Both the Rosetta@home application and the BOINC distributed computing platform are available for the Microsoft Windows, Linux and Macintosh platforms (BOINC also runs on several other platforms, e.g. FreeBSD).[6] Participation in Rosetta@home requires a central processing unit (CPU) with a clock speed of at least 500 MHz, 200 megabytes of free disk space, 512 megabytes of physical memory, and Internet connectivity.[7] As of November 20, 2013, the current version of the Rosetta application is 5.98, and the current version of the Rosetta Mini application is 3.48.[8] The current recommended BOINC program version is 7.0.28.[6] Standard HTTP (port 80) is used for communication between the user's BOINC client and the Rosetta@home servers at the University of Washington; HTTPS (port 443) is used during password exchange. Remote and local control of the BOINC client use port 31416 and port 1043, which might need to be specifically unblocked if they are behind a firewall.[9] Workunits containing data on individual proteins are distributed from servers located in the Baker lab at the University of Washington to volunteers' computers, which then calculate a structure prediction for the assigned protein. To avoid duplicate structure predictions on a given protein, each workunit is initialized with a random number seed. This gives each prediction a unique trajectory of descent along the protein's energy landscape.[10] Protein structure predictions from Rosetta@home are approximations of a global minimum in a given protein's energy landscape. That global minimum represents the most energetically favorable conformation of the protein, i.e. its native state.

Rosetta@home screensaver, showing the progress of a structure prediction for a synthetic ubiquitin protein (PDB ID: 1ogw)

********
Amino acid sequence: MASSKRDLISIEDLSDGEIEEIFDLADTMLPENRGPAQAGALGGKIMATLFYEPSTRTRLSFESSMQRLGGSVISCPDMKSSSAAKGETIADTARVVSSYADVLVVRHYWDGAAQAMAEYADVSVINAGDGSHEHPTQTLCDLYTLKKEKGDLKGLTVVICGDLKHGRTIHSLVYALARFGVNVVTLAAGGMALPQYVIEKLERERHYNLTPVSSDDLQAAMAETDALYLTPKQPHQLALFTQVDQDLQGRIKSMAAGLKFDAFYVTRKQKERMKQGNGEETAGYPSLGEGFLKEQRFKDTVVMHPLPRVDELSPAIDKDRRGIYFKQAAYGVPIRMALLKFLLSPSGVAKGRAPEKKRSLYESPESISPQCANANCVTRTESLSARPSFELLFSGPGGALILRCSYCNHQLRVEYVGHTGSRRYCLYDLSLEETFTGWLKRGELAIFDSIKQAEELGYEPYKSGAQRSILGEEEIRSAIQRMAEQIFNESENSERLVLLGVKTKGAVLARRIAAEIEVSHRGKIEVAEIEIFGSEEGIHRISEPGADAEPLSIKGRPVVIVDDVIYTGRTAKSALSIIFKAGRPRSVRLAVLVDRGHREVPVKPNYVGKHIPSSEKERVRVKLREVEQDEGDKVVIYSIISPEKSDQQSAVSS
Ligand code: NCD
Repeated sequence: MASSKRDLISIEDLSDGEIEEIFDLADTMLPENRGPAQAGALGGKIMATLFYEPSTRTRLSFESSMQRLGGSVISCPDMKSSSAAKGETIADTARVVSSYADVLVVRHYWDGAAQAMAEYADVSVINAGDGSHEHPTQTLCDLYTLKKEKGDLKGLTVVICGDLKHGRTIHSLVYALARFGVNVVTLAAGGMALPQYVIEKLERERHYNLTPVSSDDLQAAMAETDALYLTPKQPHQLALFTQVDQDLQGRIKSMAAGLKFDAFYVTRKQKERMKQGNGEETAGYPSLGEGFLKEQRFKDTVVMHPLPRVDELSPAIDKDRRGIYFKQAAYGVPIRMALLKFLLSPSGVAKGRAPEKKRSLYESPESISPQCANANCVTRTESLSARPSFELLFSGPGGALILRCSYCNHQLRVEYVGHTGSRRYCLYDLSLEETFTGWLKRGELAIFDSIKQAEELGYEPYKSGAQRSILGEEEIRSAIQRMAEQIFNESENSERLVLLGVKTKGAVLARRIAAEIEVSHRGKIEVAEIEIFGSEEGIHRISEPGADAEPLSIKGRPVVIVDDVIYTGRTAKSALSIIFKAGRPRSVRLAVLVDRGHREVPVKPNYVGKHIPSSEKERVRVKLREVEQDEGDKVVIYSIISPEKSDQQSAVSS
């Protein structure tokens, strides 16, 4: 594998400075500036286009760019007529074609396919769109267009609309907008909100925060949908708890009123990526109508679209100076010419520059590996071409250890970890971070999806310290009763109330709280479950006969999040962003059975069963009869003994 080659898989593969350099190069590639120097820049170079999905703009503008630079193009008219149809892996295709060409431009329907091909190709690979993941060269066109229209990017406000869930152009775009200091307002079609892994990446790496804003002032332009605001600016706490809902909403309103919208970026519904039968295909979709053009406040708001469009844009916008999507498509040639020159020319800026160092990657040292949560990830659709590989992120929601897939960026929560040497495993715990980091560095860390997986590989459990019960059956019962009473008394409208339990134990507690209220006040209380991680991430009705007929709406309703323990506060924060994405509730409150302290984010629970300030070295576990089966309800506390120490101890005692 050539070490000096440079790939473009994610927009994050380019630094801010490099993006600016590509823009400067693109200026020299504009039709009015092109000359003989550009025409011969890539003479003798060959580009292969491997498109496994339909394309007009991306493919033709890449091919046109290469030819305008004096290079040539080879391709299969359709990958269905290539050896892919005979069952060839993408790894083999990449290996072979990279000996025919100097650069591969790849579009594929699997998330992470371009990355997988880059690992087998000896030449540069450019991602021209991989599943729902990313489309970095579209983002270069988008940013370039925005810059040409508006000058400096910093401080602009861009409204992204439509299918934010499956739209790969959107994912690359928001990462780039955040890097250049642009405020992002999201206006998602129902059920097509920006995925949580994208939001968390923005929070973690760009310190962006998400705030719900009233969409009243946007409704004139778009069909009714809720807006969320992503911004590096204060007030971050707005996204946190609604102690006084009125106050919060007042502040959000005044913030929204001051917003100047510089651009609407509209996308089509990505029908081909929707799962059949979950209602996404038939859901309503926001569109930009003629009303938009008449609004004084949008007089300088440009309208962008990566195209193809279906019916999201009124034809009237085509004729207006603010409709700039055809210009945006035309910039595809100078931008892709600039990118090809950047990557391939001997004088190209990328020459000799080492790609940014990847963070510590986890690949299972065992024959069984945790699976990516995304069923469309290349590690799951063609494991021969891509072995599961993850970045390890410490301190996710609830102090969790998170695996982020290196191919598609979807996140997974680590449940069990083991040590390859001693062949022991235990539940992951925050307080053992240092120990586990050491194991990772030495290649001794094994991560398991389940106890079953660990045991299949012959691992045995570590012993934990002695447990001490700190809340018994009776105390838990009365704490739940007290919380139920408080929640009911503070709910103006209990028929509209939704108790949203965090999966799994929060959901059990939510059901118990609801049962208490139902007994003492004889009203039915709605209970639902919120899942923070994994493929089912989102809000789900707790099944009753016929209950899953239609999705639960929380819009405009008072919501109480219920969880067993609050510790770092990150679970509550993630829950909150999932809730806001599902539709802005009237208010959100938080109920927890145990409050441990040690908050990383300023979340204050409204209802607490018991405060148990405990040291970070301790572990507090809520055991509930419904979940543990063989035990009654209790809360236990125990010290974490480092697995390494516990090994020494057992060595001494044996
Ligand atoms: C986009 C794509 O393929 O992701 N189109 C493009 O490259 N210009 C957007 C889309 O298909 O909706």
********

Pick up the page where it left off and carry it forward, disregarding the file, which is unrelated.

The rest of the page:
A primary feature of the Rosetta@home graphical user interface (GUI) is a screensaver which shows a current workunit's progress during the simulated protein folding process. In the upper-left of the current screensaver, the target protein is shown adopting different shapes (conformations) in its search for the lowest energy structure. Depicted immediately to the right is the structure of the most recently accepted. On the upper right the lowest energy conformation of the current decoy is shown; below that is the true, or native, structure of the protein if it has already been determined. Three graphs are included in the screensaver. Near the middle, a graph for the accepted model's free energy is displayed, which fluctuates as the accepted model changes. A graph of the accepted model's root mean square deviation (RMSD), which measures how structurally similar the accepted model is to the native model, is shown far right. On the right of the accepted energy graph and below the RMSD graph, the results from these two functions are used to produce an energy vs. RMSD plot as the model is progressively refined.[11]

Like all BOINC projects, Rosetta@home runs in the background of the user's computer using idle computer power, either at or before logging into an account on the host operating system. Rosetta@home frees resources from the CPU as they are required by other applications so that normal computer usage is unaffected. To minimize power consumption or heat production from a computer running at sustained capacity, the maximum percentage of CPU resources that Rosetta@home is allowed to use can be specified through a user's account preferences. The times of day during which Rosetta@home is allowed to do work can also be adjusted, along with many other preferences, through a user's account settings.